More generally, it has been an extraordinary period to be involved in higher education policy. In this time we have moved from the £1,000 fee, payable upfront, to the £3,000 fee with a loan to the £9,000 fee, also with a loan, which probably costs the government as much as the £3,000 fee regime.
In England, we have moved from HEFCE as the relatively benign guardian of the national higher education system and its interest in maintaining the health of the sector to the Office for Students (OfS), a body that appears incoherent, that has no interest in the sector and whose modus operandi is to wag its finger at universities and tell them that they should be doing better – however well they are doing.
And we have moved from higher education acknowledged to be a national as well as a private good to higher education as a commodity, like gas or water, which students purchase as consumers and which therefore needs a regulator to protect the student-consumers, as do gas and water.
And higher education is increasingly a victim of culture wars, with challenges in relation to freedom of speech, antisemitism and wokeness being levelled at institutions and their staff for simply doing what they believe is right.
There have been changes, and many of them have not been for the better, but all that is grist to our mill, and I am pleased – perhaps even a little surprised – that HEPI will soon have achieved its 21st year. Have we succeeded in our aim of ensuring that policy discussions and decisions are better informed by evidence? Difficult to tell, but I like to hope so. What is encouraging is the evidence that we have maintained confidence in what we do, and that we are a valuable resource worth nurturing. The facts that almost all universities are willing to pay a subscription to HEPI (originally encouraged by Sarah Isles, HEPI’s outstanding first Development Director), in return for which they receive few significant direct benefits (and therefore in essence pay to ensure that we keep going), and that we have 18 commercial partners are indicative of that, as is the fact that we remain the first port of call for both print and broadcast journalists wishing to make sense of what is going on – as is witnessed by the number of times that we appear on the radio or are quoted in newspapers.
I am so pleased that we have achieved this milestone, and that on every indication we are in as strong a place as we have ever been under the knowledgeable and enthusiastic stewardship of Nick Hillman, my successor as Director. And of course, I am delighted that so distinguished a group of higher education’s most knowledgeable and experienced experts have agreed to contribute these essays to help us celebrate.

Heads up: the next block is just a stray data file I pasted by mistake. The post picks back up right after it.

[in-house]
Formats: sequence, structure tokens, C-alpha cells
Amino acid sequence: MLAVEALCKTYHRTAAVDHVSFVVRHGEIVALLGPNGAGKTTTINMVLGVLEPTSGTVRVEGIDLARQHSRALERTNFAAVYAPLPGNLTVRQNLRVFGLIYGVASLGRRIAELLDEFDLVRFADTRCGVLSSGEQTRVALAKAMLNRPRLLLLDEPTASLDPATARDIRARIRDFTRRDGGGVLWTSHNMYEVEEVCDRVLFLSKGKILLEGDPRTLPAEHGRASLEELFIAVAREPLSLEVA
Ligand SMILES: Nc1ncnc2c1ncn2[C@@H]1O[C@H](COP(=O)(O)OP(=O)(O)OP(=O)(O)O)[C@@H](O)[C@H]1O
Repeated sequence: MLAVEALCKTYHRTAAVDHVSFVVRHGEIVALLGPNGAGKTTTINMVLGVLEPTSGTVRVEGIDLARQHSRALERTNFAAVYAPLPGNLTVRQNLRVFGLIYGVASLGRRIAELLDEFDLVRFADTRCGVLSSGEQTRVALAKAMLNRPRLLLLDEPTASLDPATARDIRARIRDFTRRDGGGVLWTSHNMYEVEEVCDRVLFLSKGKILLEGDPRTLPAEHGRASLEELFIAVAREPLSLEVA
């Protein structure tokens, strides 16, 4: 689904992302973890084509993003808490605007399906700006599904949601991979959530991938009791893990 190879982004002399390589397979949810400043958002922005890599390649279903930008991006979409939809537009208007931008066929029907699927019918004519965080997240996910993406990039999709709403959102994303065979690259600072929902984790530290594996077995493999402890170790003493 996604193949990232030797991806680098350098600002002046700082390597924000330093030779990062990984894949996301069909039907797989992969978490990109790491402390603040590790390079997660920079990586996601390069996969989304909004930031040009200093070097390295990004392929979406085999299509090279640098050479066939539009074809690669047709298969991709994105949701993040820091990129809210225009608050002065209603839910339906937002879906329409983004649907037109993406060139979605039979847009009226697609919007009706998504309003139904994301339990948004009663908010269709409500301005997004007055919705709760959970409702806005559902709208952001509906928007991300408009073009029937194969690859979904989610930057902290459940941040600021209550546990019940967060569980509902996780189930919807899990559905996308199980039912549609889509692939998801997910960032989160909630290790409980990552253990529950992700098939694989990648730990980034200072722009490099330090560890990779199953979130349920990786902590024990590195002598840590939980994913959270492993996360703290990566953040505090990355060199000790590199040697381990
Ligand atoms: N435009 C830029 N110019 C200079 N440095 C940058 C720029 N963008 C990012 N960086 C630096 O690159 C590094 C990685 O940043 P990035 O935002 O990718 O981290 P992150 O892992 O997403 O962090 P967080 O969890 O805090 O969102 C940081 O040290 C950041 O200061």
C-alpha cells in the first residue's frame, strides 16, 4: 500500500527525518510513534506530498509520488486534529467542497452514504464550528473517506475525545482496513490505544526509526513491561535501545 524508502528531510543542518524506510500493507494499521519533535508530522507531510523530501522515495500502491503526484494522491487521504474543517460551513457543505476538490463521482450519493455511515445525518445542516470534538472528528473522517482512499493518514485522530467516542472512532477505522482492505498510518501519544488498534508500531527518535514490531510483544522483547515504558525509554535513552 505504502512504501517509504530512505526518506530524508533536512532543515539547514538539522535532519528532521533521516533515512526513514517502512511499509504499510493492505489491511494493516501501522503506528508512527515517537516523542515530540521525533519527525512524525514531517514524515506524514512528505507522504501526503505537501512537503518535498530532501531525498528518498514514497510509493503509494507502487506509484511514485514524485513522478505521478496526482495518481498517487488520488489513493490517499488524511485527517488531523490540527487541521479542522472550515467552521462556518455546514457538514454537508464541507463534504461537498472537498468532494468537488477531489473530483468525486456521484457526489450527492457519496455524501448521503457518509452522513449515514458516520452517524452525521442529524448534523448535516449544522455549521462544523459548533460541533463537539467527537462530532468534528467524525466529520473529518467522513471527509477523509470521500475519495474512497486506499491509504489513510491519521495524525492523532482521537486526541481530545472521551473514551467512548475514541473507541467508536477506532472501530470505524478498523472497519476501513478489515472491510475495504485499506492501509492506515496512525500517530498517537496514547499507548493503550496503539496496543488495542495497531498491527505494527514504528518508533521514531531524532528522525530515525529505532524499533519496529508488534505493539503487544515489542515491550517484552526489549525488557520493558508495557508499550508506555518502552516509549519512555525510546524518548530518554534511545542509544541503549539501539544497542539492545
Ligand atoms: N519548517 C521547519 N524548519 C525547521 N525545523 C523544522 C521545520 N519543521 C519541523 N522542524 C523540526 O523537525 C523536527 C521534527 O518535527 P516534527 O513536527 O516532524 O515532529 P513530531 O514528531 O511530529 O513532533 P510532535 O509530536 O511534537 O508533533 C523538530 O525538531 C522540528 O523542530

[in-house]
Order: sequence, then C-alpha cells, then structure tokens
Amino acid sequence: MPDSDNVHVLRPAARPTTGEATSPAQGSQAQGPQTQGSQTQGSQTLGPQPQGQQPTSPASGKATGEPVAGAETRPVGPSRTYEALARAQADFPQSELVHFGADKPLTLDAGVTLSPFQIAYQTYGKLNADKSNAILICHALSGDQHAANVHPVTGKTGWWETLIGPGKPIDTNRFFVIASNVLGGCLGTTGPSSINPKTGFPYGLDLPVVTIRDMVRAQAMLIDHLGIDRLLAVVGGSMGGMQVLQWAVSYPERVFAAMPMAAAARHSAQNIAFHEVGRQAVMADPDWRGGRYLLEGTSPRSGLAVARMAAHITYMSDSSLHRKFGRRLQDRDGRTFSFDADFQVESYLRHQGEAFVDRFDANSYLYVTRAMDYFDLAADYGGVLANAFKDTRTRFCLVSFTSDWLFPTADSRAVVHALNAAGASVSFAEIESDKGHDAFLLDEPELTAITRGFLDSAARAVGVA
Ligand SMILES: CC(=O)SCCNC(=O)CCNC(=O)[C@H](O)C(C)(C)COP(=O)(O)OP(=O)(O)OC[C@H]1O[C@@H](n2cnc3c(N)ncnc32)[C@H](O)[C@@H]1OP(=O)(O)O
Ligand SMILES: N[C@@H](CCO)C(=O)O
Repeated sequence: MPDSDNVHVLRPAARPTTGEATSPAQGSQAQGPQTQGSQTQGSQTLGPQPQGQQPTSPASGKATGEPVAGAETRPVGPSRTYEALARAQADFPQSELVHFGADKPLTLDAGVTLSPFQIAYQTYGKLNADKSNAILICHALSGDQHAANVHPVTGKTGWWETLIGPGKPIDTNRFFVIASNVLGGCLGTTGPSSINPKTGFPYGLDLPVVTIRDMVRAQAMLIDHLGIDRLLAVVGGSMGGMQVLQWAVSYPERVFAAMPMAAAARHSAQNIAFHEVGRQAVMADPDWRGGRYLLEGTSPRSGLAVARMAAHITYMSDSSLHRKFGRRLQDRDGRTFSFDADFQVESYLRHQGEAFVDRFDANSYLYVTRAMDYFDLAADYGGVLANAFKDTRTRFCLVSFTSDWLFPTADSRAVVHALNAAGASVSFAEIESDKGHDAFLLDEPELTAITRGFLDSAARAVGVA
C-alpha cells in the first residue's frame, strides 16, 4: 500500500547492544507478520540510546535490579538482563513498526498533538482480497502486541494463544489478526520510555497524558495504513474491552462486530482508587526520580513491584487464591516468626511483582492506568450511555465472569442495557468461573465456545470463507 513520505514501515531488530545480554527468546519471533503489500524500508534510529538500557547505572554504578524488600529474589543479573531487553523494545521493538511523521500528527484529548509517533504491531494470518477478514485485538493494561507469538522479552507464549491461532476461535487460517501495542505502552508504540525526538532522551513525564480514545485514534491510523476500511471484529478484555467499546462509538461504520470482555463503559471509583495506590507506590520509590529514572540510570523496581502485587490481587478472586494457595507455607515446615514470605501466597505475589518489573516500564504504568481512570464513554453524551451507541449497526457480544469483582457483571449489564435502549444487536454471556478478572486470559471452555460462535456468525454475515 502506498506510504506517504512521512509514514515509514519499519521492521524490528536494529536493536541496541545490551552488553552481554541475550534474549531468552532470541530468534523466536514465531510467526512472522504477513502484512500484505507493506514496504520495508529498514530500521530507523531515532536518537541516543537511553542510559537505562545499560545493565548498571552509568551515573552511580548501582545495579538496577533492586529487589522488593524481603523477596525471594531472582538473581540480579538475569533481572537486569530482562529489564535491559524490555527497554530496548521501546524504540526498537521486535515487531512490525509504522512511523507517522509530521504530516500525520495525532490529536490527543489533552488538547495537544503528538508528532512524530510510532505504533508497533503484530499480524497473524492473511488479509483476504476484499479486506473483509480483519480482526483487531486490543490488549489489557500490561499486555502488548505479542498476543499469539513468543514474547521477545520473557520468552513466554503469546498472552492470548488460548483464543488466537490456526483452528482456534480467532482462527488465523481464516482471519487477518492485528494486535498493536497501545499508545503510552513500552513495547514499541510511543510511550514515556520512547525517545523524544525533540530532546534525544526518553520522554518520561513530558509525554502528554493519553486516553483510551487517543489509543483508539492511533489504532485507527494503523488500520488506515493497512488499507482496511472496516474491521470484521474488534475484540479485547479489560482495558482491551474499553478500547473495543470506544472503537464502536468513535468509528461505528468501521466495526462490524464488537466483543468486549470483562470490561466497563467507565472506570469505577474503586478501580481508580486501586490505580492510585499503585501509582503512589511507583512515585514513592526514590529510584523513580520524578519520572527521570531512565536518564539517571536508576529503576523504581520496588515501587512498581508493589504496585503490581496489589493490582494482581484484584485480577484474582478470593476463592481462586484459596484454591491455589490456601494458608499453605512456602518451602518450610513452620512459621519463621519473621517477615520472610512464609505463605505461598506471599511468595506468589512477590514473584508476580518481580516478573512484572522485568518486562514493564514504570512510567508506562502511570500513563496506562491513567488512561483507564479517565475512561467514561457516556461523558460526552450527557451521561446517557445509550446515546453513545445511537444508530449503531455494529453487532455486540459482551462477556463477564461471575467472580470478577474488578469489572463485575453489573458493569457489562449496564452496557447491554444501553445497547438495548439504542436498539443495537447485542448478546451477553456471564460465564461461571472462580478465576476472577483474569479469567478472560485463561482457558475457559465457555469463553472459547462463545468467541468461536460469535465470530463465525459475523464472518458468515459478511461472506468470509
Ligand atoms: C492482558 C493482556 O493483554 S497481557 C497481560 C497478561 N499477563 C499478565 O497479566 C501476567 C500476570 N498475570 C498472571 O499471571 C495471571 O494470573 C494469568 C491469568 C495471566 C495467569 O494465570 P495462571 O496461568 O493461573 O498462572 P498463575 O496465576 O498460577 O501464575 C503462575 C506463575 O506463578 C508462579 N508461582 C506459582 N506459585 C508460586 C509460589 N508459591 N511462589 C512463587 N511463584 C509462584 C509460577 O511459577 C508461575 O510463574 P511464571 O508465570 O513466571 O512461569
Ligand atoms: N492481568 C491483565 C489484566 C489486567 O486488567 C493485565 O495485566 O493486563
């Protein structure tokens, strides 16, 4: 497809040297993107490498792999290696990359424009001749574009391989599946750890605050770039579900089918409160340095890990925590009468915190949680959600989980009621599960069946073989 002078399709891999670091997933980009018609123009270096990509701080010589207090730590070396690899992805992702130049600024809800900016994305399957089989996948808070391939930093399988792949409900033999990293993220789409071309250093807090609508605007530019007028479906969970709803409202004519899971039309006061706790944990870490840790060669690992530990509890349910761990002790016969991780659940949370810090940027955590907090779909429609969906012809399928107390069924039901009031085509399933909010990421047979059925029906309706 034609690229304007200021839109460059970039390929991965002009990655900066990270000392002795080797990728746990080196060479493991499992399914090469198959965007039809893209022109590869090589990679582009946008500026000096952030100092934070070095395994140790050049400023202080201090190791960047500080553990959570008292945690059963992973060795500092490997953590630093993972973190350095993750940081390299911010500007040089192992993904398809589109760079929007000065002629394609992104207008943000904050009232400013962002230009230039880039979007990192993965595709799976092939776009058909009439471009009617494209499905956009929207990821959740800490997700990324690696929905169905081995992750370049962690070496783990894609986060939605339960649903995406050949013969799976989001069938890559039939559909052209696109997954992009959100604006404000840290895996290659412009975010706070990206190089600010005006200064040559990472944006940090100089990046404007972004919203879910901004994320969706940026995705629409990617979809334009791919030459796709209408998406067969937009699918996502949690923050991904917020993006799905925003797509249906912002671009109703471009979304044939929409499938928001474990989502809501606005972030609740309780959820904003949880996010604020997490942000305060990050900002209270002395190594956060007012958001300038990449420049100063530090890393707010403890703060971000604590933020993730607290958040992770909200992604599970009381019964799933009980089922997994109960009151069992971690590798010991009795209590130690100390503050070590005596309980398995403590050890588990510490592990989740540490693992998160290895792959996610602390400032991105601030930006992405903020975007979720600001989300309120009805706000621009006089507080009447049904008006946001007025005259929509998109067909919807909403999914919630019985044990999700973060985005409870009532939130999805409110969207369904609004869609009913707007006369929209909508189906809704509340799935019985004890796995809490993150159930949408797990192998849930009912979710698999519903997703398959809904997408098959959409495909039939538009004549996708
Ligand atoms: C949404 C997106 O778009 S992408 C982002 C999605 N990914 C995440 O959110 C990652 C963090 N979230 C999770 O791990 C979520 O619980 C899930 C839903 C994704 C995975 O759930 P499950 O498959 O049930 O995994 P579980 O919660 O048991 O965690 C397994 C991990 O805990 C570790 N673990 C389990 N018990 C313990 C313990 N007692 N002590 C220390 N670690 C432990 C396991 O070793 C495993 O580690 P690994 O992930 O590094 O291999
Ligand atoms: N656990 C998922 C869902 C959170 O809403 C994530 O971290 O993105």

- Bahram Bekhradnia, Demand for Higher Education to 2020, HEPI Report 22, March 2006 https://www.hepi.ac.uk/2006/03/21/demandfor-he-to-2020/
- Bahram Bekhradnia, The prosperity of English universities Income growth and the prospects for new investment, HEPI Report 26, September 2006 https://www.hepi.ac.uk/2006/09/07/the-prosperityof-english-universities-income-growth-and-the-prospects-for-newinvestment/
- John Thompson and Bahram Bekhradnia, The government’s proposals for higher education funding and student finance – an analysis, HEPI Report 50, November 2010 https://www.hepi.ac.uk/2010/11/11/thegovernments-proposals-for-higher-education-funding-and-studentfinance-an-analysis/
- John Thompson and Bahram Bekhradnia, Male and female participation and progression in Higher Education, HEPI Report 41, June 2009 https://www.hepi.ac.uk/2009/06/05/male-and-femaleparticipation-and-progression-in-higher-education/ and John Thompson and Bahram Bekhradnia, Male and female participation and progression in higher education: further analysis, HEPI Report 48, July 2010 https://www.hepi.ac.uk/2010/07/04/male-and-femaleparticipation-and-progression-in-higher-education-further-analysis/
- The initial, 2006, report Bahram Bekhradnia, Carolyn Whitnall and Tom Sastry, The academic experience of students in English universities, HEPI Report 27, October 2006 https://www.hepi. ac.uk/2006/10/31/the-academic-experience-of-students-inenglish-universities-2006-report/. Subsequent versions are available on the HEPI website and the most recent edition is Jonathan Neves and Rose Stephenson, Student Academic Experience Survey 2023, HEPI / Advance HE, June 2023 https:// www.hepi.ac.uk/2023/06/22/student-academic-experiencesurvey-2023/